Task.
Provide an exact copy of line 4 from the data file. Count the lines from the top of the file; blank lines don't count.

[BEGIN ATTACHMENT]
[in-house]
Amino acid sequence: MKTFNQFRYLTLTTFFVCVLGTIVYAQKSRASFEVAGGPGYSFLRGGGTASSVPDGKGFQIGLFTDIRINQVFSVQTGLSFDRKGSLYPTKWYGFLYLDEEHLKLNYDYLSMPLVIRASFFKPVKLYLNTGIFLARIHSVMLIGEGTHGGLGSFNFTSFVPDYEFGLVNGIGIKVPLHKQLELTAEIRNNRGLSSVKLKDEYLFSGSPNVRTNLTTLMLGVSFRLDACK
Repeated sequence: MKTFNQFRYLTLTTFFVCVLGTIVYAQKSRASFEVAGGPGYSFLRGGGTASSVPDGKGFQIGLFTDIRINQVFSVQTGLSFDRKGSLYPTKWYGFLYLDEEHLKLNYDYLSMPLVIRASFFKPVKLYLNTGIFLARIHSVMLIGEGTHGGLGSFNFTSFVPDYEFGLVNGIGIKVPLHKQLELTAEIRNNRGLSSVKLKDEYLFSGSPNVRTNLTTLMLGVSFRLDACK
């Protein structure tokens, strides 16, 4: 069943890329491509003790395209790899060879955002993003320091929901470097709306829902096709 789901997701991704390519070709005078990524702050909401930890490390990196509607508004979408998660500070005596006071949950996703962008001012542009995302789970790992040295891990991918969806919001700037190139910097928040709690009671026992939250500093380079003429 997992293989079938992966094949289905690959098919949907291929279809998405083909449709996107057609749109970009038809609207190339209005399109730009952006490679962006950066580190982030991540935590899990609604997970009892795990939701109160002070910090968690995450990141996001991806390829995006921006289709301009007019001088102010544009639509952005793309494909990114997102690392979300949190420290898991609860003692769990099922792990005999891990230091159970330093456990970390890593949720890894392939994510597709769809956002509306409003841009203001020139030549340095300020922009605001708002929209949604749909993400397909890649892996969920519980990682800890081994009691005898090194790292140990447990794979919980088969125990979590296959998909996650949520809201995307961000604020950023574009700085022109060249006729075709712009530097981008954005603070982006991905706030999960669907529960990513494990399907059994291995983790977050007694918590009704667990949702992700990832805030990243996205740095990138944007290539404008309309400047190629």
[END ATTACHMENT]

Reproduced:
């Protein structure tokens, strides 16, 4: 069943890329491509003790395209790899060879955002993003320091929901470097709306829902096709 789901997701991704390519070709005078990524702050909401930890490390990196509607508004979408998660500070005596006071949950996703962008001012542009995302789970790992040295891990991918969806919001700037190139910097928040709690009671026992939250500093380079003429 997992293989079938992966094949289905690959098919949907291929279809998405083909449709996107057609749109970009038809609207190339209005399109730009952006490679962006950066580190982030991540935590899990609604997970009892795990939701109160002070910090968690995450990141996001991806390829995006921006289709301009007019001088102010544009639509952005793309494909990114997102690392979300949190420290898991609860003692769990099922792990005999891990230091159970330093456990970390890593949720890894392939994510597709769809956002509306409003841009203001020139030549340095300020922009605001708002929209949604749909993400397909890649892996969920519980990682800890081994009691005898090194790292140990447990794979919980088969125990979590296959998909996650949520809201995307961000604020950023574009700085022109060249006729075709712009530097981008954005603070982006991905706030999960669907529960990513494990399907059994291995983790977050007694918590009704667990949702992700990832805030990243996205740095990138944007290539404008309309400047190629």